Todd Vandermyde, a lobbyist for the National Rifle Association pictured here during a February hearing on concealed-carry legislation, is unclear what happens now that the House rejected an NRA-backed bill that would let Illinoisans carry their guns in public. | John H. White~Sun-Times
With reporting by Zach Buchheit
SPRINGFIELD-Here’s a transcript of the question-and-answer session National Rifle Association lobbyist Todd Vandermyde had late Thursday with the Statehouse press corps after the defeat of an NRA-backed concealed-carry bill in the House:
Q: What’s the next step?
A: “I don’t know. Right now, we’re going to have to step back and see what the roll call looked like. We had more people telling us that they were inclined to vote for this version with some changes that there were. Obviously, we made movements, and I don’t know what else to say.”
Q: What else can you give?
A: “We’re going to stick to ‘shall issue.’ We’re going to stick to the preemption clause. Chicago’s not going to get their own permitting system. You know, I don’t know. I guess there are enough people that think they’re not going to vote for anything and that the best thing to do is to go over the cliff.”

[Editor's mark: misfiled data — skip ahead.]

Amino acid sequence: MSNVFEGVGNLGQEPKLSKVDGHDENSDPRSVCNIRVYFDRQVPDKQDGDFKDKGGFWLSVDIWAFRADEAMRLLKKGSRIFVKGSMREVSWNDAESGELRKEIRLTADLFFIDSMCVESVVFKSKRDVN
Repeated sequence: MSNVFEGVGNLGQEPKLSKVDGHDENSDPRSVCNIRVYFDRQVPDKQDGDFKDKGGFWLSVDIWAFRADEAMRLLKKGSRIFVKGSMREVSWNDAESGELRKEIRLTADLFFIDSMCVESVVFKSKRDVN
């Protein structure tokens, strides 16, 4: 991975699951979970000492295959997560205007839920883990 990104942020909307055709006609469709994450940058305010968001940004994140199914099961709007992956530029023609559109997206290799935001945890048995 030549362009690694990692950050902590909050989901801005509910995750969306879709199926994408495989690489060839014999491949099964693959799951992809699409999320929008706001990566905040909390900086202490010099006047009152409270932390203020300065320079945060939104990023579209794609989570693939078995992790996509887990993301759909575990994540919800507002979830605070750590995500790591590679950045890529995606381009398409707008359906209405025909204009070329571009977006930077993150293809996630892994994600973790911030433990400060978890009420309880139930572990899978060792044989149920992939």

“A lot of us were drug kicking and screaming to some of the changes, but the object was to pass a bill. And it was to pass a good bill. And so we made an end run at it, but it seems no matter how far we negotiate and we move, it never seems to be enough for certain people. So I’m not sure if there’s much left for us to talk about. We’ve proved that we can kill a bad bill, and if the Senate offers up bad language, we’ll do the same thing we did here in the House. We’ll kill it because I don’t think it does Rep. Phelps or any other hardcore supporter to go back home saying that they got a quarter of a loaf instead of a whole loaf.”
Q: What happens on June 9?
A: “If nothing happens, the likelihood is that we’re going to have a court injunction. And if you’ve got a valid FOID card, you’re going to be able to carry a firearm in this state. The court won’t write a carry law. They have a very specific purpose, and that is to find the UUW statute in the state of Illinois unconstitutional and issue an injunction against the state’s enforcement of that law. That’s the court’s role in this. Then you might see some municipalities try to do their own thing but they are likely to face the same hurdles that the state has.”